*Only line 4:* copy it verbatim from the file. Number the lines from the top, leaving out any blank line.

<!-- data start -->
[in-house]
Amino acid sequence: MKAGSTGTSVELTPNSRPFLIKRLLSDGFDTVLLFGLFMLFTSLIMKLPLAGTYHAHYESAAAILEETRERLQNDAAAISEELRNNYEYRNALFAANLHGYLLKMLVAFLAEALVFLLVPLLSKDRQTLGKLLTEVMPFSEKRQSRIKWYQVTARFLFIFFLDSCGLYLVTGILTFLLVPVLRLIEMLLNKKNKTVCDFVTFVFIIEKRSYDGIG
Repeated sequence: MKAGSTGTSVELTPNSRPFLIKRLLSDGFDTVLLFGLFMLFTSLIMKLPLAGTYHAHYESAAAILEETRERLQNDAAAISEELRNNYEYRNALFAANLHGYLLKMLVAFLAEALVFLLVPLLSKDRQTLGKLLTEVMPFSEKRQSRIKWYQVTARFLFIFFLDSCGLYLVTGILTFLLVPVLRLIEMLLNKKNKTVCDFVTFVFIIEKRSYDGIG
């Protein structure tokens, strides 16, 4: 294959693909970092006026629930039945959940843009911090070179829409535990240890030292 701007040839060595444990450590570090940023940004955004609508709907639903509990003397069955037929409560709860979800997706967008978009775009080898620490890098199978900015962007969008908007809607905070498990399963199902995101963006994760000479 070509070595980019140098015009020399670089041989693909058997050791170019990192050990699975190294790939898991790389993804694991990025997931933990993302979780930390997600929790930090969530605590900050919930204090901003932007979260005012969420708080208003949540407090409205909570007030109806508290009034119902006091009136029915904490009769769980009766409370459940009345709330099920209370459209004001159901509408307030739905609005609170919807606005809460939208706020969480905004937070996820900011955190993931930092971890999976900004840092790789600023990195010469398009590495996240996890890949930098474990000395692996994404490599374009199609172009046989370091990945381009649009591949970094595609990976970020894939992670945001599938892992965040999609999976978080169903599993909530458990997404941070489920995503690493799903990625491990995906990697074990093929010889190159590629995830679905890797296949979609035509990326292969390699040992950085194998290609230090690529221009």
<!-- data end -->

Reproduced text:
């Protein structure tokens, strides 16, 4: 294959693909970092006026629930039945959940843009911090070179829409535990240890030292 701007040839060595444990450590570090940023940004955004609508709907639903509990003397069955037929409560709860979800997706967008978009775009080898620490890098199978900015962007969008908007809607905070498990399963199902995101963006994760000479 070509070595980019140098015009020399670089041989693909058997050791170019990192050990699975190294790939898991790389993804694991990025997931933990993302979780930390997600929790930090969530605590900050919930204090901003932007979260005012969420708080208003949540407090409205909570007030109806508290009034119902006091009136029915904490009769769980009766409370459940009345709330099920209370459209004001159901509408307030739905609005609170919807606005809460939208706020969480905004937070996820900011955190993931930092971890999976900004840092790789600023990195010469398009590495996240996890890949930098474990000395692996994404490599374009199609172009046989370091990945381009649009591949970094595609990976970020894939992670945001599938892992965040999609999976978080169903599993909530458990997404941070489920995503690493799903990625491990995906990697074990093929010889190159590629995830679905890797296949979609035509990326292969390699040992950085194998290609230090690529221009």